Jim Moharter is now off the opioid medications he used to take after a bad wreck in 2003. It happened on Interstate 95 near Wilson.
"We got hit from behind and sent into another vehicle," he said. "Five cars tumbled, I ended up with a plate in my neck and injuries to my spine."
Today he can walk, unassisted.
"When he first came here, he was on high dose narcotics, he was in a wheelchair, he didn't walk," said Duke Dr. Aashish Kumar.
Moharter's mobility is powered by a device called a spinal cord stimulator. It's surgically implanted in his body and sends electrical impulses to his brain that interrupt pain signals.
"It's empowering. It's very empowering, psychologically and physically, to feel my body starting to change again," he said. "It's been more than a decade since I used that cane."
"He's not just relying on waiting for the device to allow him to walk and do all these things. He had the determination that in patients is needed, to get to the next level," Dr. Kumar said. "You have to have, or go to somebody that'll help you break that cycle. Otherwise you're just gonna continue on, and you're not gonna get the pain relief that you need. You're gonna continue to suffer from chronic pain, despite all these medications that you're on."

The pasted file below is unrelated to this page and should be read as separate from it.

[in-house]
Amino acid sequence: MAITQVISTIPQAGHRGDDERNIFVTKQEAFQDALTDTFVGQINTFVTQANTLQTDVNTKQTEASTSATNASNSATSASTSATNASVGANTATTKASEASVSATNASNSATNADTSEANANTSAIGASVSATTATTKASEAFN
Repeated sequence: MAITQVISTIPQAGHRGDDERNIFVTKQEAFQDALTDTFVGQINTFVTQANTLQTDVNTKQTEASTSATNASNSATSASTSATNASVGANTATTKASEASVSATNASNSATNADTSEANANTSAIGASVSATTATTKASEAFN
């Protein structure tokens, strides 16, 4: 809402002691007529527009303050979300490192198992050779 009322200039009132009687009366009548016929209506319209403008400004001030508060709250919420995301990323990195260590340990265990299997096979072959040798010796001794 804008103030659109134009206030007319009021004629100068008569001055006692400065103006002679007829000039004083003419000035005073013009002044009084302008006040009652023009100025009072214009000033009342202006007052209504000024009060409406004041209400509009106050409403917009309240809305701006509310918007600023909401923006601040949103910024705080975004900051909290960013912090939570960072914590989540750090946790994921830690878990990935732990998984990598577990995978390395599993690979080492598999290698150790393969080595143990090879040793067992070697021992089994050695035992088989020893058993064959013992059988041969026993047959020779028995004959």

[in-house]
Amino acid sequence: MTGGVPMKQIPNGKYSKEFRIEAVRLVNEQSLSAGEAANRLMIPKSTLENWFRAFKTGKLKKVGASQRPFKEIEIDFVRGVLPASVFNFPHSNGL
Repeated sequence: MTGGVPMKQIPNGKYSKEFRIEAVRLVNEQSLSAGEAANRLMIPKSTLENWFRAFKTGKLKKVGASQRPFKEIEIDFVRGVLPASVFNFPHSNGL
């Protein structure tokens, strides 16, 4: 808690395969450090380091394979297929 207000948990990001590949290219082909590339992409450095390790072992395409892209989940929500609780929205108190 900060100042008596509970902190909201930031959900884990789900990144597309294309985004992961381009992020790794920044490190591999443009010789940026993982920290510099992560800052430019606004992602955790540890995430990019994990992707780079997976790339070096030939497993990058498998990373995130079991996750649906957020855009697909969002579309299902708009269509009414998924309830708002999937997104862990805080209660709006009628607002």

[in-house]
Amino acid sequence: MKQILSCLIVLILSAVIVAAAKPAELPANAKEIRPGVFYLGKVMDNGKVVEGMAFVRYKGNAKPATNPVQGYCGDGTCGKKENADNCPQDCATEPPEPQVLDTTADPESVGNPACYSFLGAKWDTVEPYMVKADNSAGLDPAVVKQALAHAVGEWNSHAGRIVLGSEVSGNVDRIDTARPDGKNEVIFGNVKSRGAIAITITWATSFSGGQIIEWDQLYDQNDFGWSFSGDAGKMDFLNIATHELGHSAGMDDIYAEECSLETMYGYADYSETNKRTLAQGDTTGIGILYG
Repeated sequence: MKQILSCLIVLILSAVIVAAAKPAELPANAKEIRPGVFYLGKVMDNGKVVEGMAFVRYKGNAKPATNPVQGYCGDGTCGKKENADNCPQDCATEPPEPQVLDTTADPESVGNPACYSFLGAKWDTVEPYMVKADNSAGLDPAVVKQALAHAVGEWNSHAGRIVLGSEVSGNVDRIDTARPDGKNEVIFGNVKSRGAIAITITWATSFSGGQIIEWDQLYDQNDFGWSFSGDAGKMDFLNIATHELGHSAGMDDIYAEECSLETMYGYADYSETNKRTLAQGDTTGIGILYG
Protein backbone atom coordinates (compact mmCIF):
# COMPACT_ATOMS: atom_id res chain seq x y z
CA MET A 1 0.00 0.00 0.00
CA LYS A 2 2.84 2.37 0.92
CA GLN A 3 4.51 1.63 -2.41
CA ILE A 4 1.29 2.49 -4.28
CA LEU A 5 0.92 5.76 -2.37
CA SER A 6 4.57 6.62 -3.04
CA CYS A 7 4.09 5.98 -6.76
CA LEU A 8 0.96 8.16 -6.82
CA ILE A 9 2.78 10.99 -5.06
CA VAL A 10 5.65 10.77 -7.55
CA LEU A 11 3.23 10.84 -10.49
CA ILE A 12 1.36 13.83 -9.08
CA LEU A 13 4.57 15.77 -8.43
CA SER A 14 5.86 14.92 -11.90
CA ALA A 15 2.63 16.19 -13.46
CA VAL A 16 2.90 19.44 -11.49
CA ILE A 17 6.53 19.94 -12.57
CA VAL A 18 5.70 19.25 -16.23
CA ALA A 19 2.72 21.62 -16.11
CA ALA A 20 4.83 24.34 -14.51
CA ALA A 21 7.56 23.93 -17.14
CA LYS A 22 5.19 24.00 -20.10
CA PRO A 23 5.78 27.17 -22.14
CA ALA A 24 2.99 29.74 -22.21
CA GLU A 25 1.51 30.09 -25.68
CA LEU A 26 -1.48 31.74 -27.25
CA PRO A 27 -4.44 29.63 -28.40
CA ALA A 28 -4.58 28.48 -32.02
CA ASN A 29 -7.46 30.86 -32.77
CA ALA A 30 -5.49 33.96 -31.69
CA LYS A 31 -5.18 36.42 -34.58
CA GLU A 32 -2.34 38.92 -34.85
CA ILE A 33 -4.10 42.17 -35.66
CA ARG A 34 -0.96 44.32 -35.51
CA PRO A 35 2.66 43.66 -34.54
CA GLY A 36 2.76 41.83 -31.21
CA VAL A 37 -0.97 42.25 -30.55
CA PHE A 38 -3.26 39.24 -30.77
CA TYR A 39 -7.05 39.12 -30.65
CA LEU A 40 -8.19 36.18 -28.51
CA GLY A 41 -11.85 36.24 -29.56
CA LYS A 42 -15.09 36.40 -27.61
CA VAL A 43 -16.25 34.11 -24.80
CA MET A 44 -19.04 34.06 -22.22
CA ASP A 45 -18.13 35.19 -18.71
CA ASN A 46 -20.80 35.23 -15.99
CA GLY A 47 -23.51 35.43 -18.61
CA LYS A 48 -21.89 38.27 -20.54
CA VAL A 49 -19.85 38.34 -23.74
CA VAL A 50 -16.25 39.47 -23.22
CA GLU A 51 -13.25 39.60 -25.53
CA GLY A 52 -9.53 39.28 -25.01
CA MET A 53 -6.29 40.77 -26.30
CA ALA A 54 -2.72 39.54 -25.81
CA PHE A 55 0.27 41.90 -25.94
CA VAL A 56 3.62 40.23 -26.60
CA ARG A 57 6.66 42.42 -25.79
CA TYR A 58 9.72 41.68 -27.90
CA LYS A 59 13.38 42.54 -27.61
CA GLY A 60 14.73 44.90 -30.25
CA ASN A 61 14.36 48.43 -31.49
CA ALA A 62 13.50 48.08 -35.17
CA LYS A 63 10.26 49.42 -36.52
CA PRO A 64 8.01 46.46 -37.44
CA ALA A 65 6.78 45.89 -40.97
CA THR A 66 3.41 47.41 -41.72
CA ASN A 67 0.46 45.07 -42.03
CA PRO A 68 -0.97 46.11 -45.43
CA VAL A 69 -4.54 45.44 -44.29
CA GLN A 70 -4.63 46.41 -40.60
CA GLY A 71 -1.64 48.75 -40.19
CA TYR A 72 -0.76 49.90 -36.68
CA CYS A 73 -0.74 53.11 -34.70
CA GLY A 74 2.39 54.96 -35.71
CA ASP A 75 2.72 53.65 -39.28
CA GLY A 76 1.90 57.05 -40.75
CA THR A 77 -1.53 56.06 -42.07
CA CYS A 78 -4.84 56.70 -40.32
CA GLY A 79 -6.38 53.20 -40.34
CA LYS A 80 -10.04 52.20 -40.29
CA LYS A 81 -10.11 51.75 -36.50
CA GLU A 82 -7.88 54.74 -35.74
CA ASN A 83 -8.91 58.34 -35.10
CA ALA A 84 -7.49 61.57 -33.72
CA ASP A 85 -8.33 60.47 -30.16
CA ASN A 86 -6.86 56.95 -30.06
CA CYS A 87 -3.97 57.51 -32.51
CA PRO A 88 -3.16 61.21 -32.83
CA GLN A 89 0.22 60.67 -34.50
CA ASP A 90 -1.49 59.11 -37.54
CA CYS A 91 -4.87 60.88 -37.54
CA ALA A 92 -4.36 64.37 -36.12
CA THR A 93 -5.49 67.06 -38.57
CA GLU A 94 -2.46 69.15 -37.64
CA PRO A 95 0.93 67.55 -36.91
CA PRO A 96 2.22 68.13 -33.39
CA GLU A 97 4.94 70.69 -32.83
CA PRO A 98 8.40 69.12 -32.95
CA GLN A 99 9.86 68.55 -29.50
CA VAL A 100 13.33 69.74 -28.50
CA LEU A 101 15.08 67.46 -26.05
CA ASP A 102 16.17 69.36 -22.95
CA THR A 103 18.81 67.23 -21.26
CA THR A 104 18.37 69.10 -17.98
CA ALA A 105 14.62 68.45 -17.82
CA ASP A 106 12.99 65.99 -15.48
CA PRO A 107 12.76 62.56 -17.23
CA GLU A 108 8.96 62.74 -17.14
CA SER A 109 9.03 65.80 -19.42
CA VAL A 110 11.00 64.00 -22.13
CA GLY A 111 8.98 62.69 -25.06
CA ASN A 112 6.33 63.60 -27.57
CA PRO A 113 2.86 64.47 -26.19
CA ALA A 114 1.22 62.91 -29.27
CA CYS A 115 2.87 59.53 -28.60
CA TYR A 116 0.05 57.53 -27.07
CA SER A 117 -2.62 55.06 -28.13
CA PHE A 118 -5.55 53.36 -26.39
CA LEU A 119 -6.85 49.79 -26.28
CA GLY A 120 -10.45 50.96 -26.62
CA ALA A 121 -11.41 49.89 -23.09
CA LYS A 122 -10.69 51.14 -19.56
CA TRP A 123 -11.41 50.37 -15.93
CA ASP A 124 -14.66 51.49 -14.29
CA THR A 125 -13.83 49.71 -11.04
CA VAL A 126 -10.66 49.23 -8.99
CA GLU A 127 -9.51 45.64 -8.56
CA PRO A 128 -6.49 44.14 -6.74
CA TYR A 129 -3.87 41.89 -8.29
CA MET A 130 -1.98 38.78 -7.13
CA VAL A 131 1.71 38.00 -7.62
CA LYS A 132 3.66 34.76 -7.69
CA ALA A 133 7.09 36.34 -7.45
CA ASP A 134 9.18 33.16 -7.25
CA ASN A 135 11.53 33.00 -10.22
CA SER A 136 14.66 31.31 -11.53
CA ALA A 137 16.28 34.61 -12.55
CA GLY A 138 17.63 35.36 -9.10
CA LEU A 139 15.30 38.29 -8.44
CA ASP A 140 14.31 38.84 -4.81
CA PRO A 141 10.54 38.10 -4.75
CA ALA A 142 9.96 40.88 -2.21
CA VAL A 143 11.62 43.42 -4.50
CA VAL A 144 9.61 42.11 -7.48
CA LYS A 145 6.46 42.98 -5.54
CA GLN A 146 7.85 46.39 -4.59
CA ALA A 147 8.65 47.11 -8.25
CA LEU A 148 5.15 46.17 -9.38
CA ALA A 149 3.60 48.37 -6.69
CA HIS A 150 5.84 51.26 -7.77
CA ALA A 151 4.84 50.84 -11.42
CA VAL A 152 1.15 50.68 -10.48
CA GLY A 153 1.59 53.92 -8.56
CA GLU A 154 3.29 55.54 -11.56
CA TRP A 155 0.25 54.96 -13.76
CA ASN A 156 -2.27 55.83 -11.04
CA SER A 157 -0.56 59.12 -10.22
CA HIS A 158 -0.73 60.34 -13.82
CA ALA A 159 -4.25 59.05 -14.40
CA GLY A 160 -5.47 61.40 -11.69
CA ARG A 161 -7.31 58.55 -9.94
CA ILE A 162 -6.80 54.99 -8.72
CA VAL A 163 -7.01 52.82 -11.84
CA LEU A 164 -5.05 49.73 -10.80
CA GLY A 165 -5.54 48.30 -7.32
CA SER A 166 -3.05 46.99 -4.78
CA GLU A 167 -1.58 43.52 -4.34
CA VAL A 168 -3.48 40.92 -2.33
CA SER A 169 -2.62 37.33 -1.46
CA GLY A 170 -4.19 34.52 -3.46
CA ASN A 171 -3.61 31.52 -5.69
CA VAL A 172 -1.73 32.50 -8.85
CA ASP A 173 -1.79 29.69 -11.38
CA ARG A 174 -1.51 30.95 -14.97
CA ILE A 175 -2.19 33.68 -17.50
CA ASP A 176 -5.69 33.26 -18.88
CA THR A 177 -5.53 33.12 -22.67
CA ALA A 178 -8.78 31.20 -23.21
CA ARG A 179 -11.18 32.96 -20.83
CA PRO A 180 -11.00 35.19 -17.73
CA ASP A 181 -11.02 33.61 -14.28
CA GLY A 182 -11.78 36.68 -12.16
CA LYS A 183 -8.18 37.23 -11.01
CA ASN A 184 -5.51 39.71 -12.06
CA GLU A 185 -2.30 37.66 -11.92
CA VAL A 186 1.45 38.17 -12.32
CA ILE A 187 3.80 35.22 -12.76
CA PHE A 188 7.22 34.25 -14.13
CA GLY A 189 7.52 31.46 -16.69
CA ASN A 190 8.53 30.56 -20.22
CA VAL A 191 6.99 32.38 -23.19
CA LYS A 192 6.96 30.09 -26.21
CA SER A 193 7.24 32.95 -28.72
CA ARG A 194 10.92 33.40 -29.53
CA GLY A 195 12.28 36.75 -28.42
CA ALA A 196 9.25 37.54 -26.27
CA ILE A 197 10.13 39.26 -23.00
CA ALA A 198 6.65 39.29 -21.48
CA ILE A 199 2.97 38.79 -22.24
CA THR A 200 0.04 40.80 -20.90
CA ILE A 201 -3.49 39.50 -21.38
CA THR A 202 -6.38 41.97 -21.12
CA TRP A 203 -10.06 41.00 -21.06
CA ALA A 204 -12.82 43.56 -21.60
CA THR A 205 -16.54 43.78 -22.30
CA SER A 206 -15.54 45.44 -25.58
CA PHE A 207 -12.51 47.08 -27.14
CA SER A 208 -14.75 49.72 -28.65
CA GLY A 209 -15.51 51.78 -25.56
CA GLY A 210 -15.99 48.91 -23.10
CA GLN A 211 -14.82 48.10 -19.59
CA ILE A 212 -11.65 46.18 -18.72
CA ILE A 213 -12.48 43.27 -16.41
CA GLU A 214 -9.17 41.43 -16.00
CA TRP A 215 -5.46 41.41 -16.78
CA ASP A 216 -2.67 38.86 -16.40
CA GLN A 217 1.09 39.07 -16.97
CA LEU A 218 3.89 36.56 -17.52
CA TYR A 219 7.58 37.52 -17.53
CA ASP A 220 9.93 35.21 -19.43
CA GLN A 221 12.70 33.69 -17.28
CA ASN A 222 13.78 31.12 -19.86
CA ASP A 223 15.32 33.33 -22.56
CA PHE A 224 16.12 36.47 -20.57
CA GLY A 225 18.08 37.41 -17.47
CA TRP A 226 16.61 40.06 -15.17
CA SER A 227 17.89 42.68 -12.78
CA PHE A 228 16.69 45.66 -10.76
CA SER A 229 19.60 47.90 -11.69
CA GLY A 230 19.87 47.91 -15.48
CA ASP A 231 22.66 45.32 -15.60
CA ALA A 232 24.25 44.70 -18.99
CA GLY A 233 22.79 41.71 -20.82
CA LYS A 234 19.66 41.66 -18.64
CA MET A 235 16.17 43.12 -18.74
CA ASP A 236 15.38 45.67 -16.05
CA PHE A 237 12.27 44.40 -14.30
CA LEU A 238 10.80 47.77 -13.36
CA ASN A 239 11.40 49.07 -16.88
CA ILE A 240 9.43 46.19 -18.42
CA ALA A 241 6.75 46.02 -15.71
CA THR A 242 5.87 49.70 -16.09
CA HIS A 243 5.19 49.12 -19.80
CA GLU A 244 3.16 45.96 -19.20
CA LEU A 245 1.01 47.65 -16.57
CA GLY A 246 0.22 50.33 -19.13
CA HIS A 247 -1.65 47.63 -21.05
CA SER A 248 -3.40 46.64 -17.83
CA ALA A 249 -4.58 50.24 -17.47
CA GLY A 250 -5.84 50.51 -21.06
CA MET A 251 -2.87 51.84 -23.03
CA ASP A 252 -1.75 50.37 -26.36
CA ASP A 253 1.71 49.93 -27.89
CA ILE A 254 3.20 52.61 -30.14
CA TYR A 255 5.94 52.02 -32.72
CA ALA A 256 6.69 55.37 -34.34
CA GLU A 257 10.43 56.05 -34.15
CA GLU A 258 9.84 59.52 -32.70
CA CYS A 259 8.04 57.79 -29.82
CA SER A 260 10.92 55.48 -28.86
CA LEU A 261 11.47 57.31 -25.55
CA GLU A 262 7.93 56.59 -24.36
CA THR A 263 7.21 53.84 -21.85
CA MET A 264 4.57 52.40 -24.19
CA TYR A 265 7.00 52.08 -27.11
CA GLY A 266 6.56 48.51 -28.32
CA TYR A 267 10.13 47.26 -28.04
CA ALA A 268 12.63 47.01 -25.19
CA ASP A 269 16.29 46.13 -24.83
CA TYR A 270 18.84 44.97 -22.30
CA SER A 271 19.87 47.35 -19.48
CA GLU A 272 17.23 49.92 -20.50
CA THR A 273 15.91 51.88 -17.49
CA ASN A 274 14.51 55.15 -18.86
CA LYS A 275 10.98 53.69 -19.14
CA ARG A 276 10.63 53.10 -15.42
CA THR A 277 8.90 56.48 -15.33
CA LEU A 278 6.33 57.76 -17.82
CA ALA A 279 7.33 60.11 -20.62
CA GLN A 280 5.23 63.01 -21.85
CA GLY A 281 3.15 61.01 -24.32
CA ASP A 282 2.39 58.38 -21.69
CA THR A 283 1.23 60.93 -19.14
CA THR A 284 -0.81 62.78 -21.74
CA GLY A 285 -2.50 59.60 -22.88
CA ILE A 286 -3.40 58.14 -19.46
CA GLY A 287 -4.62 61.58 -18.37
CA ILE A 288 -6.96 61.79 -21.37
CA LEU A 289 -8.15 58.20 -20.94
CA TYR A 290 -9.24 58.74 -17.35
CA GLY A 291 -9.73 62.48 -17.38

Moharter's very happy with the results of his device.
"Anybody twenty years ago who wanted to have pain relief didn't have the options they have now. These options are phenomenal. It truly is a godsend! I prayed, and I never dreamed, that I would have what I have now," he said.
He's so impressed by the treatment, he wants others to know there's pain relief available without the risks associated with opioid medication.
Man with chronic pain from crash on I-95 wants others to know there are alternatives to opioids
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